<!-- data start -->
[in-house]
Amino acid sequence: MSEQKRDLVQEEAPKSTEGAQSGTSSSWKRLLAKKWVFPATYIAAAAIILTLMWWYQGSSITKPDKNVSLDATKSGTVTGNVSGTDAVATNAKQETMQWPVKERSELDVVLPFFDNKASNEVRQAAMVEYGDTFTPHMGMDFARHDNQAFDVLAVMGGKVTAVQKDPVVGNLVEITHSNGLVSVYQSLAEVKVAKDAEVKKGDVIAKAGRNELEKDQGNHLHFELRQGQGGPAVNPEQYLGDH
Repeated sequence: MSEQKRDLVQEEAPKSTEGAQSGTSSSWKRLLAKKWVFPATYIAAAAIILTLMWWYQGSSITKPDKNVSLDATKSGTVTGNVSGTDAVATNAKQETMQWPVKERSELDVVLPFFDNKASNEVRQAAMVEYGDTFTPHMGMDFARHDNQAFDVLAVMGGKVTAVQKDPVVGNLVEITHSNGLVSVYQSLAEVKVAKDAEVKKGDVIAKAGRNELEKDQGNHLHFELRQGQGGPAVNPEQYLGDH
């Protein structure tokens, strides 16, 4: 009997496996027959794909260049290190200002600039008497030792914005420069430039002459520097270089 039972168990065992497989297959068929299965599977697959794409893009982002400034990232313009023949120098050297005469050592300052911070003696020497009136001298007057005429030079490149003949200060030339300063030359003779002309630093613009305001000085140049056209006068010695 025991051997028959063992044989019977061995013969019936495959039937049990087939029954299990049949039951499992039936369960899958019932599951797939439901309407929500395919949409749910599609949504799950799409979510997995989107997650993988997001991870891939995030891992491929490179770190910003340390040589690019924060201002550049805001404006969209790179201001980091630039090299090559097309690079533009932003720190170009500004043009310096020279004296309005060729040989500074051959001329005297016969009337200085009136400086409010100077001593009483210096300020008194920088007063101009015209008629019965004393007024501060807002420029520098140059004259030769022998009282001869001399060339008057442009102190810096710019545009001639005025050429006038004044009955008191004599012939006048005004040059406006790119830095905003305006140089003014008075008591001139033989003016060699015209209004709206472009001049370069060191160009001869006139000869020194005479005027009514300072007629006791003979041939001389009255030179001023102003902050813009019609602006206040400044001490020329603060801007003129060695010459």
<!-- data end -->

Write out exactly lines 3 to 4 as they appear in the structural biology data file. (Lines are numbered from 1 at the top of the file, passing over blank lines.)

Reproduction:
Repeated sequence: MSEQKRDLVQEEAPKSTEGAQSGTSSSWKRLLAKKWVFPATYIAAAAIILTLMWWYQGSSITKPDKNVSLDATKSGTVTGNVSGTDAVATNAKQETMQWPVKERSELDVVLPFFDNKASNEVRQAAMVEYGDTFTPHMGMDFARHDNQAFDVLAVMGGKVTAVQKDPVVGNLVEITHSNGLVSVYQSLAEVKVAKDAEVKKGDVIAKAGRNELEKDQGNHLHFELRQGQGGPAVNPEQYLGDH
């Protein structure tokens, strides 16, 4: 009997496996027959794909260049290190200002600039008497030792914005420069430039002459520097270089 039972168990065992497989297959068929299965599977697959794409893009982002400034990232313009023949120098050297005469050592300052911070003696020497009136001298007057005429030079490149003949200060030339300063030359003779002309630093613009305001000085140049056209006068010695 025991051997028959063992044989019977061995013969019936495959039937049990087939029954299990049949039951499992039936369960899958019932599951797939439901309407929500395919949409749910599609949504799950799409979510997995989107997650993988997001991870891939995030891992491929490179770190910003340390040589690019924060201002550049805001404006969209790179201001980091630039090299090559097309690079533009932003720190170009500004043009310096020279004296309005060729040989500074051959001329005297016969009337200085009136400086409010100077001593009483210096300020008194920088007063101009015209008629019965004393007024501060807002420029520098140059004259030769022998009282001869001399060339008057442009102190810096710019545009001639005025050429006038004044009955008191004599012939006048005004040059406006790119830095905003305006140089003014008075008591001139033989003016060699015209209004709206472009001049370069060191160009001869006139000869020194005479005027009514300072007629006791003979041939001389009255030179001023102003902050813009019609602006206040400044001490020329603060801007003129060695010459």